There are many theories on the cause of OCD, ranging from biological, genetic, or environmental to all three combined. What is known about OCD is that it is a complicated disorder that can take on many features and traits. OCD is not a monolith condition which means that treatment for it may vary from person to person. So while traditional first-line treatment approaches, like SSRI antidepressants and CBT, may work for one OCD sufferer they may not work for another. For those, in which traditional OCD treatments are unsafe or ineffective, a different approach must be considered. Perhaps, that approach is probiotics. 

Natural remedies like probiotics, which already occur in your gut, may help improve your OCD symptoms by ensuring that you have high levels of “healthy bacteria” and low levels of inflammation in your body. Plus, probiotics are good for everyone regardless of if you have OCD or not. Probiotics work for a wide variety of gastrointestinal problems because their job is to keep your gut in check. So, while the science is largely undetermined when it comes to how effective, or even if it is effective for people with OCD, it is worth a try for your health and peace of mind.


  • Ruscio, A. M., Stein, D. J., Chiu, W. T., & Kessler, R. C. (2010). The epidemiology of obsessive-compulsive disorder in the National Comorbidity Survey Replication. Molecular Psychiatry, 15(1), 53–63. Retrieved from
  • Halverson, T., & Alagiakrishnan, K. (2020). Gut microbes in neurocognitive and mental health disorders. Annals of Medicine, 52(8), 423–443. Retrieved from
  • Fawcett, E. J., Power, H., & Fawcett, J. M. (2020). Women are at greater risk of OCD than men: A meta-analytic review of OCD prevalence worldwide. The Journal of Clinical Psychiatry, 81(4), 19r13085. Retrieved from
  • Jahangard, L., Fadaei, V., Sajadi, A., Haghighi, M., Ahmadpanah, M., Matinnia, N., Bajoghli, H., Sadeghi Bahmani, D., Lang, U., Holsboer-Trachsler, E., & Brand, S. (2018). Patients with OCD report lower quality of life after controlling for expert-rated symptoms of depression and anxiety. Psychiatry Research, 260, 318–323. Retrieved from
  • Carabotti, M., Scirocco, A., Maselli, M. A., & Severi, C. (2015). The gut-brain axis: interactions between enteric microbiota, central and enteric nervous systems. Annals of Gastroenterology, 28(2), 203–209. Retrieved from
  • Larkin, D., & Martin, C. R. (2018). Probiotics in mental health. Chapter “Probiotics and Obsessive-Compulsive Disorder.” Retrieved from
  • Turna, J., Grosman Kaplan, K., Anglin, R., & Van Ameringen, M. (2016). “What’s Bugging the Gut In OCD?” A review of the gut microbiome in obsessive-compulsive disorder. Depression and Anxiety, 33(3), 171–178. Retrieved from
  • Rao, N. P., Venkatasubramanian, G., Ravi, V., Kalmady, S., Cherian, A., & Yc, J. R. (2015). Plasma cytokine abnormalities in drug-naïve, comorbidity-free obsessive-compulsive disorder. Psychiatry Research, 229(3), 949–952. Retrieved from
  • Khalesi, S., Bellissimo, N., Vandelanotte, C., Williams, S., Stanley, D., & Irwin, C. (2019). A review of probiotic supplementation in healthy adults: Helpful or hype? European Journal of Clinical Nutrition, 73(1), 24–37. Retrieved from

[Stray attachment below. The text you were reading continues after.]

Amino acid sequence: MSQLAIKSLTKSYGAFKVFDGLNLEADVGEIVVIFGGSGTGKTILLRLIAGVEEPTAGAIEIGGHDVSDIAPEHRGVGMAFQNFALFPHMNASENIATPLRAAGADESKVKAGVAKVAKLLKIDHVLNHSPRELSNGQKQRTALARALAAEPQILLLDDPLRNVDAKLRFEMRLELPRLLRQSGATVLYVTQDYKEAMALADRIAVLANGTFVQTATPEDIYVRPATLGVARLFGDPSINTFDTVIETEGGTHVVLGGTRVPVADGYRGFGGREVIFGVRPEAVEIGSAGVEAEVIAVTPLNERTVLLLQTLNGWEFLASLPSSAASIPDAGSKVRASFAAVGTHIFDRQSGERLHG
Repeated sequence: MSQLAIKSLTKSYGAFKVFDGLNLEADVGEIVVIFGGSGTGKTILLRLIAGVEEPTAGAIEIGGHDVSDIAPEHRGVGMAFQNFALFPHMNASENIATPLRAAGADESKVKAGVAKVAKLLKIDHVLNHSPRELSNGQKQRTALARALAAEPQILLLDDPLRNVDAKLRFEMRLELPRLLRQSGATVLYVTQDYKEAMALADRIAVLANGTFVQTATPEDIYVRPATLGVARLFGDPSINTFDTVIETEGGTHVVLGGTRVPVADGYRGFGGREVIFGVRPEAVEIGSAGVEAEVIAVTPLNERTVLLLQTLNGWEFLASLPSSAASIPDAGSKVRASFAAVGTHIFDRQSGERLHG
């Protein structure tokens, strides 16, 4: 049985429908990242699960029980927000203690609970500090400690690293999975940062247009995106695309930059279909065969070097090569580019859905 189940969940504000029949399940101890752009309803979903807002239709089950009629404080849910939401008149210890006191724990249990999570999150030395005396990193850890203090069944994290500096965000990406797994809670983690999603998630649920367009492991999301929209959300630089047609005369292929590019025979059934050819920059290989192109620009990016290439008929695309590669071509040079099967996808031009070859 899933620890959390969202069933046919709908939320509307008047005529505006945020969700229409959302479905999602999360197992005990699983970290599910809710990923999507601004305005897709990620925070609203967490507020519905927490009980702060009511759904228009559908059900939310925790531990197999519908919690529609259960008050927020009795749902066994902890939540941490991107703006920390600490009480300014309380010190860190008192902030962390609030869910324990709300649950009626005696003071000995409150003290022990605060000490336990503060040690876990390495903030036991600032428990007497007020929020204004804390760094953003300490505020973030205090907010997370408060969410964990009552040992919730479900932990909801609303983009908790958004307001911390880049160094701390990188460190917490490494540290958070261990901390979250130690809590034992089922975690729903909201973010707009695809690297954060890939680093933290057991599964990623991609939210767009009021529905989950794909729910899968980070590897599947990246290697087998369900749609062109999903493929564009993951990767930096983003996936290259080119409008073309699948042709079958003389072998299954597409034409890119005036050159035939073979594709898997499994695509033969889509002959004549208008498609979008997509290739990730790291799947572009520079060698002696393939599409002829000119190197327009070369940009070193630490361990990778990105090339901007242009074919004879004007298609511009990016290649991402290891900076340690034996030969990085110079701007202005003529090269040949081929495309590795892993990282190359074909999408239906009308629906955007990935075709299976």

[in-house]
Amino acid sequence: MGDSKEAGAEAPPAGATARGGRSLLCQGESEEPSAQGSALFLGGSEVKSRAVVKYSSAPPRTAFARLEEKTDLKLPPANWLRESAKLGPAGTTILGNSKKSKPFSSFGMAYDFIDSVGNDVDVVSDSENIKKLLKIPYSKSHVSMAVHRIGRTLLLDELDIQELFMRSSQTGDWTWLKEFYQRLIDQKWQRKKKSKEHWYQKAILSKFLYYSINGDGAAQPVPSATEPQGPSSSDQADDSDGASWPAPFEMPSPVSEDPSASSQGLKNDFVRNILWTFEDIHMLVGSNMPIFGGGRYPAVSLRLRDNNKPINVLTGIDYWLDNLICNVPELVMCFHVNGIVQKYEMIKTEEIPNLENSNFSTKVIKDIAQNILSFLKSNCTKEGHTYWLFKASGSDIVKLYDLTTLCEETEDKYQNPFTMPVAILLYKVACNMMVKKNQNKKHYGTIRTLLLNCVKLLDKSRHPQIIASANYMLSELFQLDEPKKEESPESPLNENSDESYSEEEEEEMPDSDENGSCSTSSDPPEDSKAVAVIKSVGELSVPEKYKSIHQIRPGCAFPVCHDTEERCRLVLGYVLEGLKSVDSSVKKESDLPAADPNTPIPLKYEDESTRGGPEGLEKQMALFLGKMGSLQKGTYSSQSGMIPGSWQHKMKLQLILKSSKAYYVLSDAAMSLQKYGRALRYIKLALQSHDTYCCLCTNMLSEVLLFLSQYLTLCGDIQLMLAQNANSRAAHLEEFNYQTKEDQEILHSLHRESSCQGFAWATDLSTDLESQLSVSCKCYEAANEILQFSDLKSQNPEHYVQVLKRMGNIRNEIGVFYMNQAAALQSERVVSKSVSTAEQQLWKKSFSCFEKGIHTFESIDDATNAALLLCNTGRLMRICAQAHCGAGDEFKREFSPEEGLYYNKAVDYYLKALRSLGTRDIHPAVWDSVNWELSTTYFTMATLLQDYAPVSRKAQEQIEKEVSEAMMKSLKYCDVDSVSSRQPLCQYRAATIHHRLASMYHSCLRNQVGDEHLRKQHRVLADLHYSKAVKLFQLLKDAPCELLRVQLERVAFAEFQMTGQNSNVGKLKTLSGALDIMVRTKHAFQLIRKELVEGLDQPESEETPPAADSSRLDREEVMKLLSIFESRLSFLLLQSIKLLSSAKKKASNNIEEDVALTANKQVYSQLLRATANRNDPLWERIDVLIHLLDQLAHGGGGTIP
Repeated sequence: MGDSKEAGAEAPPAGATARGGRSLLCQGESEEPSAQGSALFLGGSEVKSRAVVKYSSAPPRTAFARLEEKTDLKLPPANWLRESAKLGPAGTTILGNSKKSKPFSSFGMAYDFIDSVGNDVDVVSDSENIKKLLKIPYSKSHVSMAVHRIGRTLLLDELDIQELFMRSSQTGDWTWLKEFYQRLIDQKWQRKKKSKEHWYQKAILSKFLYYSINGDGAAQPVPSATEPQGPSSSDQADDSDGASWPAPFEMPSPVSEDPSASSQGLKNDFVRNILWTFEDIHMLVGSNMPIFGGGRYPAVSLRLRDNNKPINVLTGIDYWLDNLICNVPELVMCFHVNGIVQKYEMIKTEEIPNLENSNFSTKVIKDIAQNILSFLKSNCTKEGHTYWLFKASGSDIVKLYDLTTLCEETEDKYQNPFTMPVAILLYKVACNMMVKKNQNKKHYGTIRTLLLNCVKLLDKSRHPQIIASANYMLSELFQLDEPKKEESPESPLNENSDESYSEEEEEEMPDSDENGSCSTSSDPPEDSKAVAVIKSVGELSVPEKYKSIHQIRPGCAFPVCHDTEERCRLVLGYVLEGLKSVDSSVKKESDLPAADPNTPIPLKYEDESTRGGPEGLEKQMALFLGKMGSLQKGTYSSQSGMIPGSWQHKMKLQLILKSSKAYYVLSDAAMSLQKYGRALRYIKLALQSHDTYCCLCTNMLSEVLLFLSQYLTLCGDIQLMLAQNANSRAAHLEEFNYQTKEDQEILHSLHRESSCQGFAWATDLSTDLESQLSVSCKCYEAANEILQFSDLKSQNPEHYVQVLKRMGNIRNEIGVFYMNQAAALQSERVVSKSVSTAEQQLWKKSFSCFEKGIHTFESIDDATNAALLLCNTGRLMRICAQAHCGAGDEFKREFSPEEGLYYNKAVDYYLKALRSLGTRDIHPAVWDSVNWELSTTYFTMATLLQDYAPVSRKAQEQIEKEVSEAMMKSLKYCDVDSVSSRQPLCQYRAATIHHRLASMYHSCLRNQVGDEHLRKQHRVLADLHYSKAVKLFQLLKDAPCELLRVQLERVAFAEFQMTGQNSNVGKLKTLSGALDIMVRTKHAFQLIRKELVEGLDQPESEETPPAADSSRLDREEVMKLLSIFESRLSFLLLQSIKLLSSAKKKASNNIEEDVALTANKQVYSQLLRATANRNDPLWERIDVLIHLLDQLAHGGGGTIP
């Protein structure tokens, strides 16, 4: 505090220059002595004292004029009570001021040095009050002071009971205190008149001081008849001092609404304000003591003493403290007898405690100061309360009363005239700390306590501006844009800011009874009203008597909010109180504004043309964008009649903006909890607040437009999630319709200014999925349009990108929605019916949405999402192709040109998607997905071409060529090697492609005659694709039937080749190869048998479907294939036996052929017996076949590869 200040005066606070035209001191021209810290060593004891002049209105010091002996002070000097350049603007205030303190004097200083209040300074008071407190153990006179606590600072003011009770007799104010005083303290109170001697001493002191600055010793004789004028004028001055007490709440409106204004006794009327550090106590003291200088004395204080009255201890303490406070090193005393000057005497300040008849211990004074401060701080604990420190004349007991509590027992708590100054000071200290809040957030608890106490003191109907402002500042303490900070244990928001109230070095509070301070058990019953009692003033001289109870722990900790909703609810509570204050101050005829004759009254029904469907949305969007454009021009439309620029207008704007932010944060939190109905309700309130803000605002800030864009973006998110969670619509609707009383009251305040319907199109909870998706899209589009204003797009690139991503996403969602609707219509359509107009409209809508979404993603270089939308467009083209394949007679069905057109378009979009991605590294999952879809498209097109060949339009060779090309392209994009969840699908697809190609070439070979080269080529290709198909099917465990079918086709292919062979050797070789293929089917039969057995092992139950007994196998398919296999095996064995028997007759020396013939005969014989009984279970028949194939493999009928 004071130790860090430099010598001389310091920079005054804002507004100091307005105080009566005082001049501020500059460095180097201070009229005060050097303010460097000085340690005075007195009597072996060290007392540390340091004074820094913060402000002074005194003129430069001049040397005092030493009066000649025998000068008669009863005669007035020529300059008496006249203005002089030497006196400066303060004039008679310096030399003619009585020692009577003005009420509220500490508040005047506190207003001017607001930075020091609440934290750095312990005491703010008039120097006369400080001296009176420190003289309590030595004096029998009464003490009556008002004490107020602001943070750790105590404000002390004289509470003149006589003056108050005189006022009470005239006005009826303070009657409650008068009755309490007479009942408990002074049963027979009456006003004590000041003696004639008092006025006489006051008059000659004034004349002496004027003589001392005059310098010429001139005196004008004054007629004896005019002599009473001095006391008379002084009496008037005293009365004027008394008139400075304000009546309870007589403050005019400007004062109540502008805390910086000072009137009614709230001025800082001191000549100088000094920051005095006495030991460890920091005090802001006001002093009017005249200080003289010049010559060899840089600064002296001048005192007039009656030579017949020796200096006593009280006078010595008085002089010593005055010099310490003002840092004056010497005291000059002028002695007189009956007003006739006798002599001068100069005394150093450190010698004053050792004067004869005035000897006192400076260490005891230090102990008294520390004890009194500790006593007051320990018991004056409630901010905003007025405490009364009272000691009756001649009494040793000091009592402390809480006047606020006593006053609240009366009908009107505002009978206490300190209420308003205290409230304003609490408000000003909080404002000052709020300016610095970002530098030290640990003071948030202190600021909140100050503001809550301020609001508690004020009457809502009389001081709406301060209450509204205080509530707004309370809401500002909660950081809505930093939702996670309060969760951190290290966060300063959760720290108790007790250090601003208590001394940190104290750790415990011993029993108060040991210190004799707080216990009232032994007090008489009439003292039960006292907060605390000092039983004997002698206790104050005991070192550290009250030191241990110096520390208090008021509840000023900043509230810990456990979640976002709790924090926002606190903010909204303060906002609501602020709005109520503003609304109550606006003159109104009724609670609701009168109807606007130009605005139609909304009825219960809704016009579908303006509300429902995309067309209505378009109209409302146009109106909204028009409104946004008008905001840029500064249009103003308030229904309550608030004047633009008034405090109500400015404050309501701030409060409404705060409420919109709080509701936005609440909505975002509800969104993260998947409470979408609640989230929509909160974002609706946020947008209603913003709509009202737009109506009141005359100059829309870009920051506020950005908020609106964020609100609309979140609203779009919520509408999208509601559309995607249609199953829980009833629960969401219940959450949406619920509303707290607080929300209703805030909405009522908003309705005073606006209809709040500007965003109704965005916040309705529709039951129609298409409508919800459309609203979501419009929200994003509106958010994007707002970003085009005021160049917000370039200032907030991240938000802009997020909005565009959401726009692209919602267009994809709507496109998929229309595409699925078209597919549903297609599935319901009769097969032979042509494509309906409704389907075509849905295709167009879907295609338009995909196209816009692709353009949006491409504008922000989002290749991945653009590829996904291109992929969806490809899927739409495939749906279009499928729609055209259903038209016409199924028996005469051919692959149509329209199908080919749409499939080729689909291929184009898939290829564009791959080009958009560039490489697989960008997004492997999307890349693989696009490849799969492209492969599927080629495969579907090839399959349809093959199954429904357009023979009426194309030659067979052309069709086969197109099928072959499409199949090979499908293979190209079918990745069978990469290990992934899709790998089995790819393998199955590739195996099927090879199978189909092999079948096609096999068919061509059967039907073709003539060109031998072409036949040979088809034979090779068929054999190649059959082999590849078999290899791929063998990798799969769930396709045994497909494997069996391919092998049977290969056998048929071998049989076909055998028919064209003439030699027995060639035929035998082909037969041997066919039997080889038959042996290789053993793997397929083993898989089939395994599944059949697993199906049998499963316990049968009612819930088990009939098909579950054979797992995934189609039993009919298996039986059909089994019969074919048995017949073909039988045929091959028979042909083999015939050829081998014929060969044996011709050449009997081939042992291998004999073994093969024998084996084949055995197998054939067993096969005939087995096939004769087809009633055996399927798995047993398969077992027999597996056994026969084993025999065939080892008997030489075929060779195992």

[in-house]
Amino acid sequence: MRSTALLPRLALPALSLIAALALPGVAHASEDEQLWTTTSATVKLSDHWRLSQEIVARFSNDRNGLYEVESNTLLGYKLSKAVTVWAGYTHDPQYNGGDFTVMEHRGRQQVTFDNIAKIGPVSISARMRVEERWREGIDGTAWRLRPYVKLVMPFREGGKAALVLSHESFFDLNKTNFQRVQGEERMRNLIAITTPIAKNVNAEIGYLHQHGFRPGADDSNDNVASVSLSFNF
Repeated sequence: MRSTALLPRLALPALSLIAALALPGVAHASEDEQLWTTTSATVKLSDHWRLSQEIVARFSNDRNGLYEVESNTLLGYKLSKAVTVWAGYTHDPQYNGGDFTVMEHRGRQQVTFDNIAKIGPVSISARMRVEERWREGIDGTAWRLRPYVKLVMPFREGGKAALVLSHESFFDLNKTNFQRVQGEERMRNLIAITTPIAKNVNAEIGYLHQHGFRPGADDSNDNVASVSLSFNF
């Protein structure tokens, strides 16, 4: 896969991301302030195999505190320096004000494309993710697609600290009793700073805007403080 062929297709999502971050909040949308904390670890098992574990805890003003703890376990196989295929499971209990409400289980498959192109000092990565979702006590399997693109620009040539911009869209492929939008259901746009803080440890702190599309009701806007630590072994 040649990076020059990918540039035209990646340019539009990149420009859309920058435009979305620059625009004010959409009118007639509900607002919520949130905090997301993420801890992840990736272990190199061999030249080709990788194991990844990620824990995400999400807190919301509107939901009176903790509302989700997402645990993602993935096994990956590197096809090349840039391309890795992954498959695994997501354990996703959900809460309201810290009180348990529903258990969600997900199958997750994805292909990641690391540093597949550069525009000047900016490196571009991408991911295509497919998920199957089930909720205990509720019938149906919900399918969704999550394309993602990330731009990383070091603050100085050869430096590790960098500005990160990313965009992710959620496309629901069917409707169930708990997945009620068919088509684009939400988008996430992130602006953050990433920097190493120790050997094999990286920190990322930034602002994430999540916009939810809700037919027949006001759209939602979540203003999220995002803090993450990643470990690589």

• Turna, J., Grosman Kaplan, K., Anglin, R., Patterson, B., Soreni, N., Bercik, P., Surette, M. G., & Van Ameringen, M. (2020). The gut microbiome and inflammation in obsessive-compulsive disorder patients compared to age- and sex-matched controls: a pilot study. Acta Psychiatrica Scandinavica, 142(4), 337–347. Retrieved from
  • Rouxinol-Dias, A. L., Pinto, A. R., Janeiro, C., Rodrigues, D., Moreira, M., Dias, J., & Pereira, P. (2016). Probiotics for the control of obesity – Its effect on weight change. Porto Biomedical Journal, 1(1), 12–24. Retrieved from
  • Rees J. C. (2014). Obsessive-compulsive disorder and gut microbiota dysregulation. Medical Hypotheses, 82(2), 163–166. Retrieved from
  • Meyer J. (2021). Inflammation, obsessive-compulsive disorder, and related disorders. Current Topics in Behavioral Neurosciences, 49, 31–53. Retrieved from
  • França, K., & Lotti, T. (2017). The gut-brain connection and the use of probiotics for the treatment of depression, anxiety, and obsessive-compulsive disorders in dermatology. Dermatologic Therapy, 30(5), 10.1111/dth.12506. Retrieved from
  • Kantak, P. A., Bobrow, D. N., & Nyby, J. G. (2014). Obsessive-compulsive-like behaviors in house mice are attenuated by a probiotic (Lactobacillus rhamnosus GG). Behavioral Pharmacology, 25(1), 71–79. Retrieved from
  • Kelly, J. R., Kennedy, P. J., Cryan, J. F., Dinan, T. G., Clarke, G., & Hyland, N. P. (2015). Breaking down the barriers: The gut microbiome, intestinal permeability, and stress-related psychiatric disorders. Frontiers in Cellular Neuroscience, 9, 392. Retrieved from
  • Messaoudi, M., Violle, N., Bisson, J., Desor, D., Javelot, H., & Rougeot, C. (2011) Beneficial psychological effects of a probiotic formulation (Lactobacillus helveticus R0052 and Bifidobacterium longum R0175) in healthy human volunteers. Gut Microbes, 2(4), 256-261, DOI: 10.4161/gmic.2.4.16108

Our self-help OCD therapy course has helped 1000s of OCD sufferers since 2018.

"My OCD is finally manageable"

Jennifer S


DR. R. Y. Langham

Dr. R. Y. Langham has a B.A. in English, an M.M.F.T in Marriage and Family Therapy (Psychology), and a Ph.D. in Family Psychology. She is currently a medical, health & wellness contributor, copywriter, and psychological consultant

Share Post